Birthday of “England’s Greatest Gardener”: Capability Brown

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Portrait of “Capability” Brown.

August 30, 2016 is the 300th anniversary of the birth of the man known as England’s greatest gardener, Lancelot Brown, much better known under the nickname “Capability Brown”. It came from his habit of always making sure he pointed out to his wealthy potential clients that their land had a “good capability” for landscaping.

 

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Highclere Castle, where Downton Abbey was filmed, is a Capability Brown garden.

Although at the time he was called a gardener, in modern terms, he was more a landscape architect and landscape contractor. He designed and built more than 170 parks for the landed gentry of England, including many, like Blenheim Palace, Kew Gardens and Highclere Castle (where the television show Downton Abbey was filmed) that still exist today. More than 30 are now open to the public.

Revolutionizing Landscaping

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Brown’s landscape style was considered the anithesisis of the French classical garden (above), with its perfect symmetry.

Brown largely revolutionized landscaping during his lifetime. He abandoned the rigid French Classical garden style or “jardin à la française” developed by Frenchman André le Nôtre less than a century earlier, with its straight lines, symmetrical ponds, and closely cropped boxwood hedges, which dominated the properties of English nobles at the time, in favor of a more natural style, characterized by vast undulating lawns, meandering streams, clumps of trees, and lakes with irregular contours. He was not the first promoter of this style, which came to be called the picturesque or English landscape style (William Kent, from 1685 to 1748, one of Brown’s mentors, had already been promoting a more natural landscape style as early as 1717), but it was Brown who perfected it.

During his over 50-year career, Brown completely redesigned many of England’s landed gentry’s country estates, giving them the appearance of an idealized version of nature, a style both easy on the eyes and relatively inexpensive to maintain.

He had his critics, though… mostly among his competitors. Landscape gardener Russell Page, for example, complained that Brown was “encouraging his wealthy clients to tear out their splendid formal gardens and replace them with his facile compositions of grass, tree clumps and rather shapeless pools and lakes”. Sir William Chambers, another competitor, commented that Brown’s landscapes “differ very little from common fields, so closely is nature copied in most of them”.

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This painting of Audley End House shortly after its transformation shows the bucolic appearance of Brown’s landscape style.

In spite of such criticism, Brown was very influential during his time and wealthy aristocrats competed for his services. Towards the end of his life, he was earning about 6,000 pounds a year, nearly a million dollars in today’s money, and lived on his own estate in Fenstanton.

A Bit of History

Capability Brown was the son of a land agent and a chambermaid and received a modest education before starting work as an apprentice gardener at age 16. He later worked as a gardener on various estates until hired by Sir Richard Grenville, Lord Cobham, to work on one of his lesser estates, Wotton Underwood House.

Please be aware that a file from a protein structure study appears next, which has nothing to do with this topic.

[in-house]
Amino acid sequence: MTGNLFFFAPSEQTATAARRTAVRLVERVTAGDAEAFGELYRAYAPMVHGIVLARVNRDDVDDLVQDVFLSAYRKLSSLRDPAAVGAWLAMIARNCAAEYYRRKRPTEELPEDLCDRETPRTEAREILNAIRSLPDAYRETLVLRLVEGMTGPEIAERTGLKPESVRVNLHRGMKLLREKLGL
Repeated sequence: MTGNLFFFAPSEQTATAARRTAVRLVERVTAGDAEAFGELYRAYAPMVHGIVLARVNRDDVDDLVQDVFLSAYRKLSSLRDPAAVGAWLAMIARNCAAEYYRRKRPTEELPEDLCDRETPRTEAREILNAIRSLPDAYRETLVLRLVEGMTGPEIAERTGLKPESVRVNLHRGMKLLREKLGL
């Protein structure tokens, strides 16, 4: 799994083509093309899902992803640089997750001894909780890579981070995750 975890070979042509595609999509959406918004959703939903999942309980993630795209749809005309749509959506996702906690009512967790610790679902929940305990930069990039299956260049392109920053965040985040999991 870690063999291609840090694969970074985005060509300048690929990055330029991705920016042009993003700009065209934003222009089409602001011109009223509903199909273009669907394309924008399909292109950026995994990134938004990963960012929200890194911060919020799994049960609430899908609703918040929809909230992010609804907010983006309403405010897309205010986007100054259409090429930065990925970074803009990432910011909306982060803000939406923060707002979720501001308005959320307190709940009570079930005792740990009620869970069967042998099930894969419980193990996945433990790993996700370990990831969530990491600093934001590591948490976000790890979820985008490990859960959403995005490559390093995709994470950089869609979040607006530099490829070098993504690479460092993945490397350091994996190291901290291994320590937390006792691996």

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A small section of the vast gardens at Stowe House.

Recognizing his talent, Lord Cobham, brought him to his primary residence, Stowe House, considered then as it is today one of the England’s grandest estates. For a while he worked there  with his mentor, the landscape architect William Kent, before going on to become head gardener. Lord Cobham allowed Brown to take commissions from his aristocratic friends and that really launched his career.

Brown was known to work very quickly. It’s said he could do a tour of an estate on horseback and prepare a rough sketch within barely an hour.

From the 1750s on, Brown was firmly established as a “gardener” (landscape architect) and no longer worked for any but the wealthiest families. Among others, he worked at Croome Court (the first time he designed both the house and gardens), Warwick Castle, Milton Abbey, Harewood House, and even Hampton Court Palace as head gardener under King George III.

Capability Brown died in London on February 6, 1783 after a life filled with accomplishments, but his influence did not stop at his death. Already during his lifetime, his ideas had reached the European continent. Many jardins à la française in Holland, Germany, Spain, and even France were ripped out and replaced by the easier-to-maintain English landscape style. The style even reached as far as Russia where the Pavlovsk Palace gardens near St. Petersburg were done in this new style from England.

In North America, Thomas Jefferson and John Adams visited several Brown gardens in England in 1786 and brought the style to North America. Almost a century later, the famous American architect William Law Olmstead designed Central Park in New York and Mount Royal Park in Montreal using Brown’s basic style as a theme.

Even today, city parks in very many countries showcase the English landscape style with undulating lawns and natural looking ponds. And what are modern golf courses, with their neatly trimmed turf, groves of trees, and small irregularly-shaped ponds if not somewhat watered-down copies of Brown’s plans? There is probably a municipal park near you that clearly carries the imprint of this master of the naturalized landscape!

List of Gardens

Here is a list of over 100 of Capability Brown’s gardens: https://en.wikipedia.org/wiki/Category:Gardens_by_Capability_Brown20160830A

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